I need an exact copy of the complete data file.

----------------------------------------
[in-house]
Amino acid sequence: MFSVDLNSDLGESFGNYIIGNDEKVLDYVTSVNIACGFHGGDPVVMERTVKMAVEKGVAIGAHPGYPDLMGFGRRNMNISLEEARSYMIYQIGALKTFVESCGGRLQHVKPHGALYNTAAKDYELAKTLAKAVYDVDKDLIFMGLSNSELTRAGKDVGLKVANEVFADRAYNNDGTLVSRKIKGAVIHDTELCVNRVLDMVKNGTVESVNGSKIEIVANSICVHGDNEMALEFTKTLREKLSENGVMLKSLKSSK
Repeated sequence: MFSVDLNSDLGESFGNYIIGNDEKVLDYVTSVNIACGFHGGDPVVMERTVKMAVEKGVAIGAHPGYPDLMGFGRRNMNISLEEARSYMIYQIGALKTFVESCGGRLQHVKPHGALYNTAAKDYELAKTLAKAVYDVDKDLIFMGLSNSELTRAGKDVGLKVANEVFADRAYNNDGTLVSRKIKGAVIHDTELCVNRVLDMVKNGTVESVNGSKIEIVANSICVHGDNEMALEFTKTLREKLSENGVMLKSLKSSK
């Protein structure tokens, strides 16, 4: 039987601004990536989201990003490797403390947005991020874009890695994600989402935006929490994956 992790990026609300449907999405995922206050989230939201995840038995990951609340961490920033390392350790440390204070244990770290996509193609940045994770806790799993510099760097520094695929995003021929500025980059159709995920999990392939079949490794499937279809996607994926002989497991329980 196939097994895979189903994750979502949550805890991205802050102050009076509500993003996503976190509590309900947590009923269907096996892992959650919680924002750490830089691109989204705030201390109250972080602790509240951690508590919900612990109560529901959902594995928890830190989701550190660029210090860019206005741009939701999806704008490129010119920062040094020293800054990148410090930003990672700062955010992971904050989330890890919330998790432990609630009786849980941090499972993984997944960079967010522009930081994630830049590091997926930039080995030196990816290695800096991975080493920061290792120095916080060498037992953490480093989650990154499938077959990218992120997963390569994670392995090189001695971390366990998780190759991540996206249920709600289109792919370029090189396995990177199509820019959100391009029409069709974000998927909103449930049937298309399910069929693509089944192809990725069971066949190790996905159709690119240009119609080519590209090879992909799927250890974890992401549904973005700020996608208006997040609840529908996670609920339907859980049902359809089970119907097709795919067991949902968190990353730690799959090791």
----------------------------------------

[in-house]
Amino acid sequence: MFSVDLNSDLGESFGNYIIGNDEKVLDYVTSVNIACGFHGGDPVVMERTVKMAVEKGVAIGAHPGYPDLMGFGRRNMNISLEEARSYMIYQIGALKTFVESCGGRLQHVKPHGALYNTAAKDYELAKTLAKAVYDVDKDLIFMGLSNSELTRAGKDVGLKVANEVFADRAYNNDGTLVSRKIKGAVIHDTELCVNRVLDMVKNGTVESVNGSKIEIVANSICVHGDNEMALEFTKTLREKLSENGVMLKSLKSSK
Repeated sequence: MFSVDLNSDLGESFGNYIIGNDEKVLDYVTSVNIACGFHGGDPVVMERTVKMAVEKGVAIGAHPGYPDLMGFGRRNMNISLEEARSYMIYQIGALKTFVESCGGRLQHVKPHGALYNTAAKDYELAKTLAKAVYDVDKDLIFMGLSNSELTRAGKDVGLKVANEVFADRAYNNDGTLVSRKIKGAVIHDTELCVNRVLDMVKNGTVESVNGSKIEIVANSICVHGDNEMALEFTKTLREKLSENGVMLKSLKSSK
């Protein structure tokens, strides 16, 4: 039987601004990536989201990003490797403390947005991020874009890695994600989402935006929490994956 992790990026609300449907999405995922206050989230939201995840038995990951609340961490920033390392350790440390204070244990770290996509193609940045994770806790799993510099760097520094695929995003021929500025980059159709995920999990392939079949490794499937279809996607994926002989497991329980 196939097994895979189903994750979502949550805890991205802050102050009076509500993003996503976190509590309900947590009923269907096996892992959650919680924002750490830089691109989204705030201390109250972080602790509240951690508590919900612990109560529901959902594995928890830190989701550190660029210090860019206005741009939701999806704008490129010119920062040094020293800054990148410090930003990672700062955010992971904050989330890890919330998790432990609630009786849980941090499972993984997944960079967010522009930081994630830049590091997926930039080995030196990816290695800096991975080493920061290792120095916080060498037992953490480093989650990154499938077959990218992120997963390569994670392995090189001695971390366990998780190759991540996206249920709600289109792919370029090189396995990177199509820019959100391009029409069709974000998927909103449930049937298309399910069929693509089944192809990725069971066949190790996905159709690119240009119609080519590209090879992909799927250890974890992401549904973005700020996608208006997040609840529908996670609920339907859980049902359809089970119907097709795919067991949902968190990353730690799959090791």